But as any focal point of a city wrought with mystery and murder, Schieffelin Hall was shrouded in scandal and engulfed in flame mere years after its grand opening. 

Who Remains After Destruction? 

In 1882, a devastating fire scorched Schieffelin Hall and tore through multiple blocks of Tombstone businesses and residences. The building fell into disrepair in the decades to follow and eventually became an abandoned building, at least for the living…

Not long after this historic landmark’s downfall, a tragic flood in Tombstone wreaked havoc on the mining town. It gave the residents no choice but to pick up and leave. 

But Schieffelin Hall remained, with no living inhabitants but the rats. Instead, legend has it that the structure became home to dozens of ghostly figures that refused to abandon Tombstone. In particular, the ghosts of theater performers refusing to give up the spotlight never left the hall. 

The Lady In Red has become a notorious figure, her ghostly crimson spirit often spotted drifting around the premises, waiting for a final bow that never came. Beware of mirrors if you enter the building, as on more than one occasion, she has frightened guests while peering over their shoulders and vanishing, like the flicker of a candle.In Tombstone, Arizona, places of historical significance lie hidden in plain sight. When strolling past Schieffelin Hall, you likely wouldn’t suspect that this building is the biggest adobe structure still standing in the southwestern United States.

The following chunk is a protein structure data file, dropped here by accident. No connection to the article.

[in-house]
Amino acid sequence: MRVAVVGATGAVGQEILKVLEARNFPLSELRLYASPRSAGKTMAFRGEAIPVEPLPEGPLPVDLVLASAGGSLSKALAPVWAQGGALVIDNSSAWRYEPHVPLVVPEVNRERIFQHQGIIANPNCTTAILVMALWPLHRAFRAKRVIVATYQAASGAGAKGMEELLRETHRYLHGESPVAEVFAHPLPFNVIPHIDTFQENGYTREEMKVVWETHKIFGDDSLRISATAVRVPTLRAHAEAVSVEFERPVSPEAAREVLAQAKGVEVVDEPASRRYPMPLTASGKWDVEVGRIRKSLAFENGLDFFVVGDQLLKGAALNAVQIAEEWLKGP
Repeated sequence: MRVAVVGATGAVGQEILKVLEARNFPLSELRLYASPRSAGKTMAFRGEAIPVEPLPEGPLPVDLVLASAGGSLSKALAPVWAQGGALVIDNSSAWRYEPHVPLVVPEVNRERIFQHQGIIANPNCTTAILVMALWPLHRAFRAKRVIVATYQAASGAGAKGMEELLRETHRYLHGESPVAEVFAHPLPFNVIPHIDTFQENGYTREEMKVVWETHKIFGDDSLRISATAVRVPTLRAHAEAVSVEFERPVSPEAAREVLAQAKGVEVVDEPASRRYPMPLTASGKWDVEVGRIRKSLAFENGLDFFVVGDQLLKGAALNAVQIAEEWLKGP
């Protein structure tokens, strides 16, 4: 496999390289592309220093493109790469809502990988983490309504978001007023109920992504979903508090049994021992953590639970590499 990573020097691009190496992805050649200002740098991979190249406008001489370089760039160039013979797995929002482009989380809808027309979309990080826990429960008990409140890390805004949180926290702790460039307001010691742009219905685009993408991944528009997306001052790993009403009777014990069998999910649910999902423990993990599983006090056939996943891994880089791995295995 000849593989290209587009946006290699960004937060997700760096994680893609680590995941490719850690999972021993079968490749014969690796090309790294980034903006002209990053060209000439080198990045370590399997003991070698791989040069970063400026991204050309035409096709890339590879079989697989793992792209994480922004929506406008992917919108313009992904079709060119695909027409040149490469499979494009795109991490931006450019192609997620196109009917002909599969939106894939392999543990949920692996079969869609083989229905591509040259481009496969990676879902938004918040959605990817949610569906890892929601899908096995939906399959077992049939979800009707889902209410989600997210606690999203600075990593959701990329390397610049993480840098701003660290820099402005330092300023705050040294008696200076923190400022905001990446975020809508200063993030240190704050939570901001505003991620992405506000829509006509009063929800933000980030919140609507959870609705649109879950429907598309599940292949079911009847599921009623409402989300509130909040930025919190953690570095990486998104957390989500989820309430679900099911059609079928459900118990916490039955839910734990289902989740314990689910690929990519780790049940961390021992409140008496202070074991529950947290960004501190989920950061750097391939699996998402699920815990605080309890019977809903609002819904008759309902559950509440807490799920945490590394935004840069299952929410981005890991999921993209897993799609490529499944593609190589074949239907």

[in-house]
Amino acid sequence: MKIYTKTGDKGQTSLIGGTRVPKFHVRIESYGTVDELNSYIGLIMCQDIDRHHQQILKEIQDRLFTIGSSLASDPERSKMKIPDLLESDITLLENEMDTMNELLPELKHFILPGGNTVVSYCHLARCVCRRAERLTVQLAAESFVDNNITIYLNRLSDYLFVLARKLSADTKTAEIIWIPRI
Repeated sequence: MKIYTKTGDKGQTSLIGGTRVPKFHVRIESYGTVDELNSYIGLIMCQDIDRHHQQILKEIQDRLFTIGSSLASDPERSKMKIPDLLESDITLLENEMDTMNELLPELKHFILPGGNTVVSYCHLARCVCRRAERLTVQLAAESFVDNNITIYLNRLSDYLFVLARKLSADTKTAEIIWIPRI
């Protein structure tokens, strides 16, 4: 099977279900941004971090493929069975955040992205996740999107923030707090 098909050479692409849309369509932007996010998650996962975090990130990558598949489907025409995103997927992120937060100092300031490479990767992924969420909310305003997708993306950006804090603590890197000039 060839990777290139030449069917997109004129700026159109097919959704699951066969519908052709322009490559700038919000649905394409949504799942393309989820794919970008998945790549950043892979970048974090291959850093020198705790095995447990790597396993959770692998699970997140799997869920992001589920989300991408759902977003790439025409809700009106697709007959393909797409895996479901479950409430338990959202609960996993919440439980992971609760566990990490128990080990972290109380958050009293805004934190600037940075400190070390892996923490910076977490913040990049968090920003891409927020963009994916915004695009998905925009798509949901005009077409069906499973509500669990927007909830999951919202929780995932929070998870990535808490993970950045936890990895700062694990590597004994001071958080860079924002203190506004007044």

But there’s more than meets the eye at this once legendary hall. Learn about the rise and fall of this iconic structure in Tombstone on a ghost tour with US Ghost Adventures. 

A Grand Start

Albert Schieffelin’s brother was the founder of the historic town of Tombstone. And with such a prestigious connection to the town’s origins, he sought to make Tombstone into a legendary place.

In 1881, he opened this landmark structure with the help of William Harwood. The iconic structure served as a concert hall, opera house, and grandiose theatre space. In a short time, it became a central fixture in the city. 

But as any focal point of a city wrought with mystery and murder, Schieffelin Hall was shrouded in scandal and engulfed in flame mere years after its grand opening. 

Who Remains After Destruction? 

In 1882, a devastating fire scorched Schieffelin Hall and tore through multiple blocks of Tombstone businesses and residences. The building fell into disrepair in the decades to follow and eventually became an abandoned building, at least for the living…

Not long after this historic landmark’s downfall, a tragic flood in Tombstone wreaked havoc on the mining town. It gave the residents no choice but to pick up and leave. 

But Schieffelin Hall remained, with no living inhabitants but the rats. Instead, legend has it that the structure became home to dozens of ghostly figures that refused to abandon Tombstone. In particular, the ghosts of theater performers refusing to give up the spotlight never left the hall. 

The Lady In Red has become a notorious figure, her ghostly crimson spirit often spotted drifting around the premises, waiting for a final bow that never came. Beware of mirrors if you enter the building, as on more than one occasion, she has frightened guests while peering over their shoulders and vanishing, like the flicker of a candle.